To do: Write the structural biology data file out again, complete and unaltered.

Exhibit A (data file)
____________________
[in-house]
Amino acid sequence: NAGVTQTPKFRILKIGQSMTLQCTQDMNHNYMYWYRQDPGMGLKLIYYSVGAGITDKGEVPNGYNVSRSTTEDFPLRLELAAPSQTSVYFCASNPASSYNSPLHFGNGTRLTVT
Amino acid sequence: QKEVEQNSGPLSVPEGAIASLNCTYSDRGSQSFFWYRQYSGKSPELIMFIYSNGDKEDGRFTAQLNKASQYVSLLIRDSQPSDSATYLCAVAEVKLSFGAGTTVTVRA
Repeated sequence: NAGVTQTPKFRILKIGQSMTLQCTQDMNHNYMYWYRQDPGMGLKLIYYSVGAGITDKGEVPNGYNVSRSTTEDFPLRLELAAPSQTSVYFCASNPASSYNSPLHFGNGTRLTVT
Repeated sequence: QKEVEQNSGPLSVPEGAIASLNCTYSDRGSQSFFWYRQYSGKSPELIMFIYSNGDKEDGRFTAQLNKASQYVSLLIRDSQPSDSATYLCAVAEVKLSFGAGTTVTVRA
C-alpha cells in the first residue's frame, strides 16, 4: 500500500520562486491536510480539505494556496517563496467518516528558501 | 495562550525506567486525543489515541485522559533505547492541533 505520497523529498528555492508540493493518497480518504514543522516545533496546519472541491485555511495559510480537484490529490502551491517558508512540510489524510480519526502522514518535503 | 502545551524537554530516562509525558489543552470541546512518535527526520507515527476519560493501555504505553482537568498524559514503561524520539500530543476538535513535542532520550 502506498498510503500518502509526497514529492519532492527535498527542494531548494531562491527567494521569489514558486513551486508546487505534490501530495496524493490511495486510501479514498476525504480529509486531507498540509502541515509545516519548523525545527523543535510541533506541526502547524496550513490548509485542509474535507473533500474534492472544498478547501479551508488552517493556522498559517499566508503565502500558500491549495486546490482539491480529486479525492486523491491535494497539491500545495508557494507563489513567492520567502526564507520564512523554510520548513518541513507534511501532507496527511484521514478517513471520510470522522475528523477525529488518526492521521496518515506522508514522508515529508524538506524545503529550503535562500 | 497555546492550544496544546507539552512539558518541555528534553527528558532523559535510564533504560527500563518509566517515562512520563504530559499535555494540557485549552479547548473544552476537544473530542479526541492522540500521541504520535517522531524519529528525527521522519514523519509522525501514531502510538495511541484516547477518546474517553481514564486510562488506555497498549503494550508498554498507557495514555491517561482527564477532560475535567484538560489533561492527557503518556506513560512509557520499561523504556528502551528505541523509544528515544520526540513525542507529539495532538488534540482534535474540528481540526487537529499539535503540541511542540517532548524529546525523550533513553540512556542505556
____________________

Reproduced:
[in-house]
Amino acid sequence: NAGVTQTPKFRILKIGQSMTLQCTQDMNHNYMYWYRQDPGMGLKLIYYSVGAGITDKGEVPNGYNVSRSTTEDFPLRLELAAPSQTSVYFCASNPASSYNSPLHFGNGTRLTVT
Amino acid sequence: QKEVEQNSGPLSVPEGAIASLNCTYSDRGSQSFFWYRQYSGKSPELIMFIYSNGDKEDGRFTAQLNKASQYVSLLIRDSQPSDSATYLCAVAEVKLSFGAGTTVTVRA
Repeated sequence: NAGVTQTPKFRILKIGQSMTLQCTQDMNHNYMYWYRQDPGMGLKLIYYSVGAGITDKGEVPNGYNVSRSTTEDFPLRLELAAPSQTSVYFCASNPASSYNSPLHFGNGTRLTVT
Repeated sequence: QKEVEQNSGPLSVPEGAIASLNCTYSDRGSQSFFWYRQYSGKSPELIMFIYSNGDKEDGRFTAQLNKASQYVSLLIRDSQPSDSATYLCAVAEVKLSFGAGTTVTVRA
C-alpha cells in the first residue's frame, strides 16, 4: 500500500520562486491536510480539505494556496517563496467518516528558501 | 495562550525506567486525543489515541485522559533505547492541533 505520497523529498528555492508540493493518497480518504514543522516545533496546519472541491485555511495559510480537484490529490502551491517558508512540510489524510480519526502522514518535503 | 502545551524537554530516562509525558489543552470541546512518535527526520507515527476519560493501555504505553482537568498524559514503561524520539500530543476538535513535542532520550 502506498498510503500518502509526497514529492519532492527535498527542494531548494531562491527567494521569489514558486513551486508546487505534490501530495496524493490511495486510501479514498476525504480529509486531507498540509502541515509545516519548523525545527523543535510541533506541526502547524496550513490548509485542509474535507473533500474534492472544498478547501479551508488552517493556522498559517499566508503565502500558500491549495486546490482539491480529486479525492486523491491535494497539491500545495508557494507563489513567492520567502526564507520564512523554510520548513518541513507534511501532507496527511484521514478517513471520510470522522475528523477525529488518526492521521496518515506522508514522508515529508524538506524545503529550503535562500 | 497555546492550544496544546507539552512539558518541555528534553527528558532523559535510564533504560527500563518509566517515562512520563504530559499535555494540557485549552479547548473544552476537544473530542479526541492522540500521541504520535517522531524519529528525527521522519514523519509522525501514531502510538495511541484516547477518546474517553481514564486510562488506555497498549503494550508498554498507557495514555491517561482527564477532560475535567484538560489533561492527557503518556506513560512509557520499561523504556528502551528505541523509544528515544520526540513525542507529539495532538488534540482534535474540528481540526487537529499539535503540541511542540517532548524529546525523550533513553540512556542505556